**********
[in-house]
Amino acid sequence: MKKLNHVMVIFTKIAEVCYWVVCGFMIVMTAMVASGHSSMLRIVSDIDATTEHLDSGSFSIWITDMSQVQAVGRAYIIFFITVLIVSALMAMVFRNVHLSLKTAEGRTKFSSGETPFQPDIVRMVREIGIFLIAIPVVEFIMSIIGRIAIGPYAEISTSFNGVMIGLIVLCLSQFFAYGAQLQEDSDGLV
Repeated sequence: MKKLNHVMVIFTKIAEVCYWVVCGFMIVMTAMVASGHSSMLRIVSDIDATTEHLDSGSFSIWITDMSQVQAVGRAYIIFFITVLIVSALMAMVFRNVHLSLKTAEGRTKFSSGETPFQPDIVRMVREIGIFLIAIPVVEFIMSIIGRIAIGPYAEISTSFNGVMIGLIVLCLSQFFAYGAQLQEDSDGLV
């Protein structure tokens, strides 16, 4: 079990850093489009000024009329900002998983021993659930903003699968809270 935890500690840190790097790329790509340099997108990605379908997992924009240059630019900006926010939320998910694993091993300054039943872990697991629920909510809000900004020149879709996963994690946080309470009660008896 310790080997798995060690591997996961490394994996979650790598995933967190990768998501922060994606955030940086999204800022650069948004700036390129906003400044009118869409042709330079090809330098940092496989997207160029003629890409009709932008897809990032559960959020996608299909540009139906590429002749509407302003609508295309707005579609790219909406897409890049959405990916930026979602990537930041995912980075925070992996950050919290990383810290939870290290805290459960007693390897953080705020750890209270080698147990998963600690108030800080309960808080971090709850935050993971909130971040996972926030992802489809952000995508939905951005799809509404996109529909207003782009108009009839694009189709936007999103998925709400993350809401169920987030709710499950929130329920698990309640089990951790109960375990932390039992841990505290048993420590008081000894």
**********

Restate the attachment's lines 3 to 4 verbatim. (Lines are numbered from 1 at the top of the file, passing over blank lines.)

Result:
Repeated sequence: MKKLNHVMVIFTKIAEVCYWVVCGFMIVMTAMVASGHSSMLRIVSDIDATTEHLDSGSFSIWITDMSQVQAVGRAYIIFFITVLIVSALMAMVFRNVHLSLKTAEGRTKFSSGETPFQPDIVRMVREIGIFLIAIPVVEFIMSIIGRIAIGPYAEISTSFNGVMIGLIVLCLSQFFAYGAQLQEDSDGLV
């Protein structure tokens, strides 16, 4: 079990850093489009000024009329900002998983021993659930903003699968809270 935890500690840190790097790329790509340099997108990605379908997992924009240059630019900006926010939320998910694993091993300054039943872990697991629920909510809000900004020149879709996963994690946080309470009660008896 310790080997798995060690591997996961490394994996979650790598995933967190990768998501922060994606955030940086999204800022650069948004700036390129906003400044009118869409042709330079090809330098940092496989997207160029003629890409009709932008897809990032559960959020996608299909540009139906590429002749509407302003609508295309707005579609790219909406897409890049959405990916930026979602990537930041995912980075925070992996950050919290990383810290939870290290805290459960007693390897953080705020750890209270080698147990998963600690108030800080309960808080971090709850935050993971909130971040996972926030992802489809952000995508939905951005799809509404996109529909207003782009108009009839694009189709936007999103998925709400993350809401169920987030709710499950929130329920698990309640089990951790109960375990932390039992841990505290048993420590008081000894």